Hamari Sister Didi Factually Enriched Medical Dramas Making Waves In The Primetime Slotby Shiv Bhalla September 6 2014, 5:48 am Estimated Reading Time: 2 mins, 35 secs
After a tremendous drought of f medical themed shows, the launch of the new premium channel: ‘Sony Pal’ is now breaking the horizon with their new show: “Humari Sister Didi” premiering tonight at 8:30, produced by stalwarts Tony and Deeya Singh. The difference however, is the onset of a new renaissance that television networks seem to be adopting, in an attempt to regain viewership lost to new digital media. Following the footsteps of western shows like “Grey’s Anatomy” the content will have an emphasis on realism, by involving the expertise of real doctors. Noticing western entertainment channels thrive with a newfound experimental and competitive approach to content, it appears that Indian GEC giants are now set to launch their premium channels with better quality shows with well researched and accurate portrayals of real issues in their storylines.
One such show is the medical drama: “Humari Sister Didi”, a show that has been in consultation with The Third Eye. The idea of putting a writing team in the same room with medical experts has fascinating way of enriching the writing process. It throws open doors to dimensionalize narratives by allowing writers to be engaged in the questions they ask rather than being passive observers looking it up clinically on google. Anecdotes from the personal experiences of the experts are valuable fodder for the writers to chew on, and the result is obviously less contrived. There is still an ethos of sensationalism before fact in India that seems to be evolving because after years of doctors portrayed verifying pregnancies by checking a woman’s pulse, the market seems to have finally reached a saturation point.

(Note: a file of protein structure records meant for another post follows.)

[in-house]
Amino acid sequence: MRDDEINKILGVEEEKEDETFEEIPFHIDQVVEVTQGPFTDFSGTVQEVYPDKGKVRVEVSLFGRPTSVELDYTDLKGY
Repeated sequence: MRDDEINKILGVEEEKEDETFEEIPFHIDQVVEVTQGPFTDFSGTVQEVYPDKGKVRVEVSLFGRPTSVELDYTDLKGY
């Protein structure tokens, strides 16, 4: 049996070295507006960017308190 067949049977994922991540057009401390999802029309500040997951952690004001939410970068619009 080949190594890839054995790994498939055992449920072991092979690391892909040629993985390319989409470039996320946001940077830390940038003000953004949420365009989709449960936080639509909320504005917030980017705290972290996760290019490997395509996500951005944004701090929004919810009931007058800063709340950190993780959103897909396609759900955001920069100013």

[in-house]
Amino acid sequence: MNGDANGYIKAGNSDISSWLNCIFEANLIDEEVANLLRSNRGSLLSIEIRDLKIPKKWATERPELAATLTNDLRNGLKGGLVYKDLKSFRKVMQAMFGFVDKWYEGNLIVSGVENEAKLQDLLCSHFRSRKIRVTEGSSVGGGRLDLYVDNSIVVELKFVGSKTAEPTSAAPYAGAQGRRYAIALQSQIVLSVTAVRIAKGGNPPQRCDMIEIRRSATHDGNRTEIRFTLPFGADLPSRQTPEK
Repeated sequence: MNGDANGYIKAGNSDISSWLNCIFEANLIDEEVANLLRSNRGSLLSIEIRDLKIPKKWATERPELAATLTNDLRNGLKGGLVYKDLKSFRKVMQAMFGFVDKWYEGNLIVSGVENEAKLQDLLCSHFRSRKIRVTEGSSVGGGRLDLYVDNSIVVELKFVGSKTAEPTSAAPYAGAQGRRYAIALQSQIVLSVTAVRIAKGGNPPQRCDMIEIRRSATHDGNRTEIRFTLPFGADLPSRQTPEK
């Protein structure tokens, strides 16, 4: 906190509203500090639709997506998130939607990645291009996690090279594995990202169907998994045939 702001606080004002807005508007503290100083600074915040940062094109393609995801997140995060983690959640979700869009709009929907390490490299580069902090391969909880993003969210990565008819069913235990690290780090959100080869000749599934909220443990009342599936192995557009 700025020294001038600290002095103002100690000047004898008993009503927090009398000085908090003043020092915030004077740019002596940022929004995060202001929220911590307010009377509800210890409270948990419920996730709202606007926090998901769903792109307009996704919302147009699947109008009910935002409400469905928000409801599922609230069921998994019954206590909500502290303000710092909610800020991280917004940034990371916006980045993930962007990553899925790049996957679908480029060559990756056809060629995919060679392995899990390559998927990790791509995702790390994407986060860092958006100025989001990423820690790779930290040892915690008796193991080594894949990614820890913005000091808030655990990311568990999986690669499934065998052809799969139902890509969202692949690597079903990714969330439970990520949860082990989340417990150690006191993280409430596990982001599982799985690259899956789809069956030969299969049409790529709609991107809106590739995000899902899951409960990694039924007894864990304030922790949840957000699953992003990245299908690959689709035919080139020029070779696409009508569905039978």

Not only will the content through this new writing model be more entertaining, it will also debunk a lot of medical myths and misinformation. Thus, such shows will contribute towards a well informed populace. The fact is, a lot of Indians are ignorant because our entertainment is ignorant. Those of us who watch American crime dramas can recite the rights of American citizens being arrested, but haven’t a clue about our own.
Art and entertainment has always been a reflection of a zeitgeist, and we seem to have come to a juncture that may likely define the future for a number of years, decades most likely. It has come to a point that the Indian wants to be more informed after a series of outrage that has really put into perspective of our true current cultural identity. We no longer want to be the peoples of a nation shrouded in Dark Age patriarchy and scientific ignorance. No more are we satisfied with the half baked, vapid and unrealistic characters portrayed in film and TV. No more are we so distracted by the glossy packaging that we have truly focused our eyes to see the decadent muck that masquerades as entertainment. A cultural renaissance may be upon us, and as many keen philosophers the likes of Plato and Aristotle observed, the first instances of this will be reflected in our art and entertainment.